Exploiting Chromosomal Instability of PTEN-Deficient Triple-Negative Breast Cancer Cell Lines for the Sensitization against PARP1 Inhibition in a Replication-Dependent Manner


Chromosomal instability (CIN) is an emerging hallmark of cancer and its role in therapeutic responses has been increasingly attracting the attention of the research community. To target the vulnerability of tumors with high CIN, it is important to identify the genes and mechanisms involved in the maintenance of CIN. In our work, we recognize the tumor suppressor gene Phosphatase and Tensin homolog (PTEN) as a potential gene causing CIN in triple-negative breast cancer (TNBC) and show that TNBC with low expression levels of PTEN can be sensitized for the treatment with poly-(ADP-ribose)-polymerase 1 (PARP1) inhibitors, independent of Breast Cancer (BRCA) mutations or a BRCA-like phenotype. In silico analysis of mRNA expression data from 200 TNBC patients revealed low expression of PTEN in tumors with a high CIN70 score. Western blot analysis of TNBC cell lines confirm lower protein expression of PTEN compared to non TNBC cell lines. Further, PTEN-deficient cell lines showed cellular sensitivity towards PARP1 inhibition treatment. DNA fiber assays and examination of chromatin bound protein fractions indicate a protective role of PTEN at stalled replication forks. In this study, we recognize PTEN as a potential CIN-causing gene in TNBC and identify its important role in the replication processes.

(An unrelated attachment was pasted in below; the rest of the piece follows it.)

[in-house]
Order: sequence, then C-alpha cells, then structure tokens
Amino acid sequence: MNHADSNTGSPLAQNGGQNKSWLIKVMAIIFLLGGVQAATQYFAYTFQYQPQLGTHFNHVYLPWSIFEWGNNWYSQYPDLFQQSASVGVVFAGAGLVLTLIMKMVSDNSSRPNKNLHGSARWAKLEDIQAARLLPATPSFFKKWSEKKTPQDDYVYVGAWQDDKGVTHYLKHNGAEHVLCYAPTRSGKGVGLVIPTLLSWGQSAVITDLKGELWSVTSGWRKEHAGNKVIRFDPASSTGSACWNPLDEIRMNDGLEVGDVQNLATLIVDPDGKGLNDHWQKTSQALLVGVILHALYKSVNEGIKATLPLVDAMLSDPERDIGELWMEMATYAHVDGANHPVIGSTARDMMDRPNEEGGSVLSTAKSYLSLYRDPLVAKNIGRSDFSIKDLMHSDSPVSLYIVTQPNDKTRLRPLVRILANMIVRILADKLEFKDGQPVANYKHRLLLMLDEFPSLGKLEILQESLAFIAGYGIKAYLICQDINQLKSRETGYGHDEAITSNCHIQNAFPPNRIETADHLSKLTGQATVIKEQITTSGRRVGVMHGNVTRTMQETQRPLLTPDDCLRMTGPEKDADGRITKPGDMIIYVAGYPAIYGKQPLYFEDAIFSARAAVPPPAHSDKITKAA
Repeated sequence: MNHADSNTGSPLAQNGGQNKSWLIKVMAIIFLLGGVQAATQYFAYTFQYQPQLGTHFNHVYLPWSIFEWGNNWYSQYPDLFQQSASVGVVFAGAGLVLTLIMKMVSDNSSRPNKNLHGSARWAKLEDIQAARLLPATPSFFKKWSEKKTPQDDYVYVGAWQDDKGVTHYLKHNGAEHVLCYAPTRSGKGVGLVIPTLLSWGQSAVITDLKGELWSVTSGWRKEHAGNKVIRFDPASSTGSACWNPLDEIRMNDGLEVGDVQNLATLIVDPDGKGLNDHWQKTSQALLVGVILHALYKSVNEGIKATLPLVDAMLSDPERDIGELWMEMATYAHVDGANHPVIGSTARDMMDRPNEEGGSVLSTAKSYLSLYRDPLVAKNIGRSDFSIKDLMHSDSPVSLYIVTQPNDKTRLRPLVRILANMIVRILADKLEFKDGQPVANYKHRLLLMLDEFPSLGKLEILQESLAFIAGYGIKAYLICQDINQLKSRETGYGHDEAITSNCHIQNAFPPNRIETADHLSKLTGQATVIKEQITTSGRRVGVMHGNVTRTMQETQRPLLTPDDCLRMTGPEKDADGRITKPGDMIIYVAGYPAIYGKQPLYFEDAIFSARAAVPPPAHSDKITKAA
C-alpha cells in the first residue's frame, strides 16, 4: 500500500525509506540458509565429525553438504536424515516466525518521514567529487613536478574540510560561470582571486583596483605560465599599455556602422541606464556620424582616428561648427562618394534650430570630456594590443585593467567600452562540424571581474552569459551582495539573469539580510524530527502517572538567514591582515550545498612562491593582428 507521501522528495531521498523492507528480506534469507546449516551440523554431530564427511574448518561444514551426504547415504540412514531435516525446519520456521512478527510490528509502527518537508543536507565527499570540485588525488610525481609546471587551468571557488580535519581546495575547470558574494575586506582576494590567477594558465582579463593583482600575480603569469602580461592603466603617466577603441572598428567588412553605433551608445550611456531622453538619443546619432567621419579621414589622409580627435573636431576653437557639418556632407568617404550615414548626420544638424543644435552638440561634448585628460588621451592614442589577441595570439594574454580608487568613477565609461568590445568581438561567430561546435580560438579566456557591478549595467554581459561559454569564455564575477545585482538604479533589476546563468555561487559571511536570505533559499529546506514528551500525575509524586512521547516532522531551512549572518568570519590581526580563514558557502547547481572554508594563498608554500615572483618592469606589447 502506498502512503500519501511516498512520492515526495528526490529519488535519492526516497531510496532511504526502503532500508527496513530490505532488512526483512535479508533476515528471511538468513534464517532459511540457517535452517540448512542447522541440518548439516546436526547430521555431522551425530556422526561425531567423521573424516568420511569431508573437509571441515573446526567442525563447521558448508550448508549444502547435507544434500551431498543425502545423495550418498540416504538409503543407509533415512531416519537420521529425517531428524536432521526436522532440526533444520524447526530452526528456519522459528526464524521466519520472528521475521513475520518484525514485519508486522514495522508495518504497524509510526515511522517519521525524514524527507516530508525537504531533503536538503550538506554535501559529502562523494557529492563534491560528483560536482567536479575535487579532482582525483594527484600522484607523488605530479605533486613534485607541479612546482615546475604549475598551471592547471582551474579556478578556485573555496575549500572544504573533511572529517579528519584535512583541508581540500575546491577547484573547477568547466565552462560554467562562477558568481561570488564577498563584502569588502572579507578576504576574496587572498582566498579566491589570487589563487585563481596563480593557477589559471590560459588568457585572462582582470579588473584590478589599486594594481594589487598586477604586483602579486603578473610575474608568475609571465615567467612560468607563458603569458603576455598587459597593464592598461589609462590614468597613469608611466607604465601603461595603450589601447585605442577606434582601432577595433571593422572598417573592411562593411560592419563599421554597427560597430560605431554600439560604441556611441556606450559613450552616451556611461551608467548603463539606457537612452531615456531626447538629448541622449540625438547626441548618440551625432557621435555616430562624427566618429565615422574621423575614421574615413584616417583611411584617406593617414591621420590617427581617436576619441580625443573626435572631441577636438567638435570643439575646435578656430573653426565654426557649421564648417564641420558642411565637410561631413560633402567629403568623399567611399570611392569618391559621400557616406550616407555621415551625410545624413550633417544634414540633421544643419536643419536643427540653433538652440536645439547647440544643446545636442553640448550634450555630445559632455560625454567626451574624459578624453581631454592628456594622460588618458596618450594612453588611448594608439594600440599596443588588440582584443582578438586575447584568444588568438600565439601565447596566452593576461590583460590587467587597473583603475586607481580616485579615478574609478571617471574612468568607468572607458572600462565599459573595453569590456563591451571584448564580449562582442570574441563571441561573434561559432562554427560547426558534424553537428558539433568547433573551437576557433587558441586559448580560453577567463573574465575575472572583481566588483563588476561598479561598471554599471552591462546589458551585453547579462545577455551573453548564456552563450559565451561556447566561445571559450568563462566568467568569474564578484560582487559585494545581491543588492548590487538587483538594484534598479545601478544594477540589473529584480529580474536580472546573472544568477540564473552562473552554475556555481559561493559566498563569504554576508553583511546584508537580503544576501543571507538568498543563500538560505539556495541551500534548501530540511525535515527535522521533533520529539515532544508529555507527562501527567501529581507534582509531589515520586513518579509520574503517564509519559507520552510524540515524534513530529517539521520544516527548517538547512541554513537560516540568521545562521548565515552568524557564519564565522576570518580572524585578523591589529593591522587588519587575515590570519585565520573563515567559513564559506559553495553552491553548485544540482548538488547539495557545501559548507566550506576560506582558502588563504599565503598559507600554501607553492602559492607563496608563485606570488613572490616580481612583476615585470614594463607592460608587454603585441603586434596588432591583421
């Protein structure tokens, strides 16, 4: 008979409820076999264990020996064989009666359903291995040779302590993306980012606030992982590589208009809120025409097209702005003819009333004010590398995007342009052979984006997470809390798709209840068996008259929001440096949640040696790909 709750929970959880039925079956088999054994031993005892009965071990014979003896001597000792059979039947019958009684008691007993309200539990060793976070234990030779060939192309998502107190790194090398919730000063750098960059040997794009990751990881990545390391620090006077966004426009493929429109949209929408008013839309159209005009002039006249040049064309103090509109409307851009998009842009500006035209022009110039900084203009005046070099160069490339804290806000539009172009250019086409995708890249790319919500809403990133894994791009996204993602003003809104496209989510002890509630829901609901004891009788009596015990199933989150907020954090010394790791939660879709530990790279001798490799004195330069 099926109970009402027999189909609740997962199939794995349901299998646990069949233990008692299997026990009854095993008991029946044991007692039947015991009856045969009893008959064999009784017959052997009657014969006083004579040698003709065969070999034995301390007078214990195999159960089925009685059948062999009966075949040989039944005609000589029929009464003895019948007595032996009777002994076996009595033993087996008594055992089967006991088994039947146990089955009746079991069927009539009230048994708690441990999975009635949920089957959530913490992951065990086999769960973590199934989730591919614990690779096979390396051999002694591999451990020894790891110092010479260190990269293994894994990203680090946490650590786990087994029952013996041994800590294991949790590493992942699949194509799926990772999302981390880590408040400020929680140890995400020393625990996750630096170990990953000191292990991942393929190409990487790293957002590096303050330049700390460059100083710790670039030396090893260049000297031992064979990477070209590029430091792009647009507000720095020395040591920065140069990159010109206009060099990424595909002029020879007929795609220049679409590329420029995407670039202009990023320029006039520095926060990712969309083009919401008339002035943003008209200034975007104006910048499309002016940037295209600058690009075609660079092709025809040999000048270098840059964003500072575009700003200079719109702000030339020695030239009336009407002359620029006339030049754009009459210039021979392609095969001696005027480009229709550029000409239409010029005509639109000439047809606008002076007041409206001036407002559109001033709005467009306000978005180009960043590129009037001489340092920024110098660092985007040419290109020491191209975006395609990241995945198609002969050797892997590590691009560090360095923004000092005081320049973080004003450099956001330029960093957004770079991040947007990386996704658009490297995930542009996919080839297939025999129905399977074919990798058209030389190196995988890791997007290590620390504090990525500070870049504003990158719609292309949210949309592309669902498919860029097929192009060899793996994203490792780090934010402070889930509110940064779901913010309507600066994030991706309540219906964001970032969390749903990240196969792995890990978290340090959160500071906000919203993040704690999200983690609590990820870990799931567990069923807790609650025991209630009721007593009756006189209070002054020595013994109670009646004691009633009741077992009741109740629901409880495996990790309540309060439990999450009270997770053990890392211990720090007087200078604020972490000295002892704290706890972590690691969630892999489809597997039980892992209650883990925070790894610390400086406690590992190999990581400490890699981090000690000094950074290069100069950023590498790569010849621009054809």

Bibliographical data

Original languageEnglish
Publication statusPublished - 29.09.2020
PubMed 33003585